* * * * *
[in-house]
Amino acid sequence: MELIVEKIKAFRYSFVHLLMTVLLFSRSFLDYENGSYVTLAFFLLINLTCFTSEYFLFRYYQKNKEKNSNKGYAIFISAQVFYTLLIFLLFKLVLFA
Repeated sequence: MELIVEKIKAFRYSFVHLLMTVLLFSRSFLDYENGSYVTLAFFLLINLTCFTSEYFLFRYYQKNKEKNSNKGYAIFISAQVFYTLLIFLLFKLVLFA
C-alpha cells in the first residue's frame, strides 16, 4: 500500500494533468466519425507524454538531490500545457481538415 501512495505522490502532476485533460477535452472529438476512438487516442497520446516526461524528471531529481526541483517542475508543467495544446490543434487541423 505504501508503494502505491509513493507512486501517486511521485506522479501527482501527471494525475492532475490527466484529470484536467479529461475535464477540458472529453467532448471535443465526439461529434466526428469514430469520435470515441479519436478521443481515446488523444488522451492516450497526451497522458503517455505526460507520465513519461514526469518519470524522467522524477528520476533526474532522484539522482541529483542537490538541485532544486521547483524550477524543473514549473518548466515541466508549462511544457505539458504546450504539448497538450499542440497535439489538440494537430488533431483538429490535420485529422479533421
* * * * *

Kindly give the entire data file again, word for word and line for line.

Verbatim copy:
[in-house]
Amino acid sequence: MELIVEKIKAFRYSFVHLLMTVLLFSRSFLDYENGSYVTLAFFLLINLTCFTSEYFLFRYYQKNKEKNSNKGYAIFISAQVFYTLLIFLLFKLVLFA
Repeated sequence: MELIVEKIKAFRYSFVHLLMTVLLFSRSFLDYENGSYVTLAFFLLINLTCFTSEYFLFRYYQKNKEKNSNKGYAIFISAQVFYTLLIFLLFKLVLFA
C-alpha cells in the first residue's frame, strides 16, 4: 500500500494533468466519425507524454538531490500545457481538415 501512495505522490502532476485533460477535452472529438476512438487516442497520446516526461524528471531529481526541483517542475508543467495544446490543434487541423 505504501508503494502505491509513493507512486501517486511521485506522479501527482501527471494525475492532475490527466484529470484536467479529461475535464477540458472529453467532448471535443465526439461529434466526428469514430469520435470515441479519436478521443481515446488523444488522451492516450497526451497522458503517455505526460507520465513519461514526469518519470524522467522524477528520476533526474532522484539522482541529483542537490538541485532544486521547483524550477524543473514549473518548466515541466508549462511544457505539458504546450504539448497538450499542440497535439489538440494537430488533431483538429490535420485529422479533421